John Irvin (The Dogs of War) does a great job directing, getting great performances out of everyone. He paces the film well, devoting a lot of time to the personal dilemmas of the soldiers. He also throws in a few of the token "this is what war does to children" shots. The cinematography by Peter MacDonald is wonderful, with a lot of low, down-in-the-mud-with-the-soldiers shots that predate Saving Private Ryan's. Hamburger Hill holds up very well visually 21 years after its release.
Hamburger Hill looks great on this DVD. Like so many other reissues of older films onto high quality home video, this is a case where you can't tell you're watching a twenty-year-old film because the DVD looks so good. I watched Hamburger Hill upconverted onto a hi-def TV, and I had no complaints about artefacts or bland colors (the jungle always looks great in HD). There are just a few points where the image shows some flicker, but it appears to result from the film itself, not the DVD. The movie is presented in its original aspect ratio of 1.85:1, and it is enhanced to fit widescreen TV's perfectly.
This edition of Hamburger Hill has two audio tracks: the 5.1-surround sound in English, and a commentary. The surround track is impressive as far as intensity, as any well done war movie should be. There is some house-shaking base on this disc, especially when helicopters are flying around. The explosions during the most intense firefights will engulf your living room in a wall of sound.
Unfortunately, the mix itself isn't very well done. The dialogue simply is not loud enough on this disc, and with all of the fast-talking, sarcastic soldiers throwing out lines you'll want to hear, that's a real problem. Often, I found myself rewinding the movie and turning on the subtitles to figure out what was said. Luckily, the DVD contains subtitles in both English and Spanish.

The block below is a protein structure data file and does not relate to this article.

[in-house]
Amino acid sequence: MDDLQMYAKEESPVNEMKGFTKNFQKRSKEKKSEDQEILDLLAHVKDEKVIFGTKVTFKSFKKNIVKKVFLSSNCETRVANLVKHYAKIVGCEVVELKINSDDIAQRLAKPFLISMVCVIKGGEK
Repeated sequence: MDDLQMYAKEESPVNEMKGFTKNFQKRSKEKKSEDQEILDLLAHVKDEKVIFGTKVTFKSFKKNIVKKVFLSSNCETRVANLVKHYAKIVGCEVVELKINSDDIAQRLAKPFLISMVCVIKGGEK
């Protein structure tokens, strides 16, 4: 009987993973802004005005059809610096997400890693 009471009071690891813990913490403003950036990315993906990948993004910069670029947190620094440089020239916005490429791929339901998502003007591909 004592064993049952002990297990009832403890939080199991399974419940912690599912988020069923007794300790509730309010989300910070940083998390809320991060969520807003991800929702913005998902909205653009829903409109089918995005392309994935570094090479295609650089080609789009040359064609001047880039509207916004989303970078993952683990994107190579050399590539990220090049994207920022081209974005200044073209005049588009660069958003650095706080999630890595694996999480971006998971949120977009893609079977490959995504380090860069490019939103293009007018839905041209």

The Special Features
The most notable special feature is a feature commentary with writer/producer Jim Carabatsos, Anthony Barrile (Languilli), Harry O'Reilly (Duffy), and Danny O'Shea (Gaigin). These actors are not the most notable in the film, so I imagine that people like Weber, McDermott, and Cheadle were unavailable. They mostly relate their experiences making the film in the Phillipines; they don't analyze the content at all. The real substance of the commentary is Carabatsos, who explains the process of getting Hamburger Hill made right from the beginning. He also gives insight into his intentions for a lot of scenes.
There are also two documentaries on the disc. Hamburger Hill: The Appearance of Reality is a behind-the-scenes documentary about the making of the movie, shot in 16x9 and enhanced for widescreen TV's. This is an excellent, 17-minute-long feature with on-screen interviews with all of the major cast and crew. Medics in Vietnam concentrates on real-life medics from the war, and contains interviews with historians and some veteran medics from the war. It is also enhanced to fit 16x9 TV's. It also contains real footage from the Vietnam War, and it's six minutes long.
The final special feature on Hamburger Hill is a text timeline of Vietnam's 20th Century history, which you have to be really interested in to get through.
It Don't Mean Nothing
You probably already know how you feel about Hamburger Hill. Supposing you've never seen it, I would recommend checking out this DVD, which is probably the best treatment the film will ever get on home video. Spend your money on this instead of the latest Hollywood blockbuster on DVD. It gets a "Highly Recommended."